(2) Old people.  Usually this term is thrown around derisively and dismissively in our society.  I can no longer see it that way.  When I refer to old people, I mean it as a term of respect.  I don’t know how many people were on our bus–I’d estimate maybe 40 or 50.  Three of them were younger than me.  Nearly everyone else was in their 60s or 70s, and there were even several in their 80s.  And these were people who met at 7:00 a.m. to go on a three-hour bus ride, stand outside in 20-degree weather for three hours or so, walk around D.C. in a massive crowd, and then ride another three hours back.  What I’m saying, folks, is these guys are troopers.  Most of them are too old to even have had a legal abortion since Roe v. Wade.  But they’re putting their beliefs into action.  That’s what I respect so much: They’re actually DOING something!  It’s like when I go to our recycling center each week.  I’ve seen someone my age or younger just a couple times.  Usually it’s the older folks.  Why are younger people talking about the environment but not showing up to do something as simple as recycle?  Whenever I think of old people, I’ll no longer picture retired folks sitting around drinking tea and reading the newspaper and grumbling about “young people these days.”  Instead, what will come to mind are a sturdy group of dedicated people with such deep conviction that they’re doing what “young people these days” should be doing.  What was my generation doing?  I have no idea.  Probably stuff that seems urgent but is possibly quite meaningless once we look at it from beyond the end of our own noses.  Older people have a perspective that helps them see what truly matters.  And when they do something about it, especially something very inconvenient and uncomfortable, I have a profound respect for them.

(3) Politicians.  Well, some of them.  Don’t worry, I haven’t gone over the deep end.  I have to admit I’m still just as jaded and cynical as ever.  Well, almost.  Three dozen politicians stepped to the microphone yesterday in front of a countless multitude and publicly identified themselves with the pro-life movement, an association which is surprisingly controversial (it’s mind-blowing to think that opposing the killing of children is controversial, yet that’s how perverse our society is).  These were not spinsters visiting a midweek women’s Bible study at the height of election season to try to garner votes with a charming smile.  This is a group of largely freshmen representatives who are riding into the Beltway with a resounding victory at the polls just two months ago.  They were quoting Scripture and speaking bluntly.  Of course that doesn’t mean I bought into all their promises and friended them all on Facebook, but it was pretty cool to see that hey, maybe there are a few people with conviction sitting in that dome of corruption that looms over the capital city.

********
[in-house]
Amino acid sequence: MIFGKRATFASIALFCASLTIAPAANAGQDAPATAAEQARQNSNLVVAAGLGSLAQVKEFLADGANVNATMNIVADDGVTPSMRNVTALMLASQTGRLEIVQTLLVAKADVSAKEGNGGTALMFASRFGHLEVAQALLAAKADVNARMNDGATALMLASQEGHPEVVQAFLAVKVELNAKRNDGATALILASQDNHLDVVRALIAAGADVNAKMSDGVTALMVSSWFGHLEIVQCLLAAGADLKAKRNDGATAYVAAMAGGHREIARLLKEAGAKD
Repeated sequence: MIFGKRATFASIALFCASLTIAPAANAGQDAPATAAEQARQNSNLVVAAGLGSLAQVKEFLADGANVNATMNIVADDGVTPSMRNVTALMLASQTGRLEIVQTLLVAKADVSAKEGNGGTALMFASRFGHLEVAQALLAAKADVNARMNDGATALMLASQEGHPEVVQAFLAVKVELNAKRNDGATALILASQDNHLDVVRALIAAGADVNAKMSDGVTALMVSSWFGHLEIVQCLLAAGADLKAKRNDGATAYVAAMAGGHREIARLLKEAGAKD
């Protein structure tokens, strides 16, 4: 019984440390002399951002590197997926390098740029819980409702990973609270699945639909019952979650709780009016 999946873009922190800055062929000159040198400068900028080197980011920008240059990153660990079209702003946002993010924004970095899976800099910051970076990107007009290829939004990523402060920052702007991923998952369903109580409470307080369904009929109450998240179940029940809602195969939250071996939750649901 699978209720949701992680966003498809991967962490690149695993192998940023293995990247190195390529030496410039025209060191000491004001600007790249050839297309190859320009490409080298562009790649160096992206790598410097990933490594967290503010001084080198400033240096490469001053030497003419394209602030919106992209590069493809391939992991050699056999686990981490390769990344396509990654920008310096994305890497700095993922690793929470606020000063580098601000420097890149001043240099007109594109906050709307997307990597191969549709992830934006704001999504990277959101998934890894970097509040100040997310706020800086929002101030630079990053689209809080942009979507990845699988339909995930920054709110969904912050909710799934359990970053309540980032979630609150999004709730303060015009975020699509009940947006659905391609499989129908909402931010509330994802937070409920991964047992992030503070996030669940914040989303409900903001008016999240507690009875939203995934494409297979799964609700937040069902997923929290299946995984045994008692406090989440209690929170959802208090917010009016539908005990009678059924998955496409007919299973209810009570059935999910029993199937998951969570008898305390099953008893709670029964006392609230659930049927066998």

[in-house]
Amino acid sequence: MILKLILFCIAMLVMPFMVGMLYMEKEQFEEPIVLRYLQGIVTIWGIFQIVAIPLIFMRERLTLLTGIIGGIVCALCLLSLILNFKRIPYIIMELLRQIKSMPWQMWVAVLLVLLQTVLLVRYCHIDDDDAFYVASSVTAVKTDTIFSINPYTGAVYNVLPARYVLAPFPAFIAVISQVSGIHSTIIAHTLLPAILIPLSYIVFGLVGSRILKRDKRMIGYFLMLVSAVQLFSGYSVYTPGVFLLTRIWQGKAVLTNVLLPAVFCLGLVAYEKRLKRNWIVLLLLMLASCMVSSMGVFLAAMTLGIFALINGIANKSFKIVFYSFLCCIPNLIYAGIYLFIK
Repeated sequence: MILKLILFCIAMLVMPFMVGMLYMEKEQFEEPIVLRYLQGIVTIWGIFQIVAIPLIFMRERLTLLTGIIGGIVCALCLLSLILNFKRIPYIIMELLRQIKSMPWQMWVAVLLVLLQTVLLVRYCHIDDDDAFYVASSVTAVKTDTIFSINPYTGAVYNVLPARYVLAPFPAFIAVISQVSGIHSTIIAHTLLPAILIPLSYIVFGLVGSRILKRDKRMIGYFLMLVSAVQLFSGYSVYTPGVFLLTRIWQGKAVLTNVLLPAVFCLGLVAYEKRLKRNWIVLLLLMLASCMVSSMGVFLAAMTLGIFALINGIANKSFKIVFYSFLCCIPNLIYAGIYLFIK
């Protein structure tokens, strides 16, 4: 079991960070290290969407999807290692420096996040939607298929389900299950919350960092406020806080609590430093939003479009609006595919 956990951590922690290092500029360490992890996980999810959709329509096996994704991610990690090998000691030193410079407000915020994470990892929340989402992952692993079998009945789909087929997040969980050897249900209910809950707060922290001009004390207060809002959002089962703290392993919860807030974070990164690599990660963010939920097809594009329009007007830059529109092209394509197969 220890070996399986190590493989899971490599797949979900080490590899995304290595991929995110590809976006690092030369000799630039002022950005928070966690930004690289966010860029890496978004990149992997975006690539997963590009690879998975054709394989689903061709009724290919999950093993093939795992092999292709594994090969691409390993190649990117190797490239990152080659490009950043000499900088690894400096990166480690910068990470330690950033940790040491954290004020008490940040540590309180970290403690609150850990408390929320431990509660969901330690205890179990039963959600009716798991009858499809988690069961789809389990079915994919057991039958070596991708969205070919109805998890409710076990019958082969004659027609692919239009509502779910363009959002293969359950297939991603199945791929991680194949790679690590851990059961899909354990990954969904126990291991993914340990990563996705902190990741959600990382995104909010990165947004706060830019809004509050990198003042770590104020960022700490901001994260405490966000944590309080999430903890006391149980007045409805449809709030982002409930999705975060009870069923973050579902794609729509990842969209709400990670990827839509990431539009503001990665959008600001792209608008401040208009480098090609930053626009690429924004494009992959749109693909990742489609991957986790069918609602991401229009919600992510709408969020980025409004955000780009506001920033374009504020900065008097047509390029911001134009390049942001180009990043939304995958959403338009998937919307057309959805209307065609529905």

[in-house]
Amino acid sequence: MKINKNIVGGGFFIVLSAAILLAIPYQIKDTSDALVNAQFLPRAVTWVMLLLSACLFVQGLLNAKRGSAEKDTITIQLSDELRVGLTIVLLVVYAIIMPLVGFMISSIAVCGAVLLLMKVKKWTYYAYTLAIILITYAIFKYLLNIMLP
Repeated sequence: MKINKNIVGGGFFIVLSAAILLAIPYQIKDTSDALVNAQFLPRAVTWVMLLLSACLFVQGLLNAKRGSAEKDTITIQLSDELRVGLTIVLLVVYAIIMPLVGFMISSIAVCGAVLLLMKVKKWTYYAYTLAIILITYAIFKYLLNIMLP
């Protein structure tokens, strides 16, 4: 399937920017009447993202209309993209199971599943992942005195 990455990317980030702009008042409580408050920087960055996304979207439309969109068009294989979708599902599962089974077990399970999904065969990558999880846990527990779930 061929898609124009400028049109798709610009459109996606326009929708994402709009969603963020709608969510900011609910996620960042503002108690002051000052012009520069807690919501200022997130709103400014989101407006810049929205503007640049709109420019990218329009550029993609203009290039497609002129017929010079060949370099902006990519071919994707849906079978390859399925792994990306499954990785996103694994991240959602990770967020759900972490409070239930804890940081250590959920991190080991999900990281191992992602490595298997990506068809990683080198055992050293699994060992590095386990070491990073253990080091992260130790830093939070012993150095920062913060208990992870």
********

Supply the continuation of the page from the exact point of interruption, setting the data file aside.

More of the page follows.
Next year I look forward to going on my second Catholic field trip!

Published in: on January 25, 2011 at 10:52 am  Leave a Comment  

Link to Article About the Shirley Grace Pregnancy Center

I know I haven’t blogged about this yet, but if you live locally, you’ve probably heard that the new Shirley Grace Pregnancy Center in Berlin is now open!  What an enormous miracle!

Click here to read the most recent article about the center.

Published in: on October 1, 2010 at 7:53 pm  Leave a Comment  

The Final Four(-Year-Old)

Every year our whole family fills out brackets for the men’s NCAA basketball tournament.  After the first round, my four-year-old nephew, Kevin, is kicking butt and taking names!  He has a clear lead in the pool.  He even predicted 13th-seeded Murray State’s upset over #4 Vanderbilt, a buzzer beater. Uncanny.

Next year I’m consulting Kevin before making my picks.  Or maybe I’ll consult his baby brother.

Published in: on March 19, 2010 at 11:30 am  Leave a Comment  

SonRise West OC

A little update on the new satellite church campus coming soon to West Ocean City:

It’s going to be called SonRise Church West OC.  Pastor Kyle McDaniel, the executive pastor at SonRise, will be leading the ministry there and preaching weekly.

They’re going to be located near Waterman’s, across the street from WaWa.  I’ll keep posting updates, including a link to their website, when I find out more.

Published in: on February 4, 2010 at 3:50 pm  Leave a Comment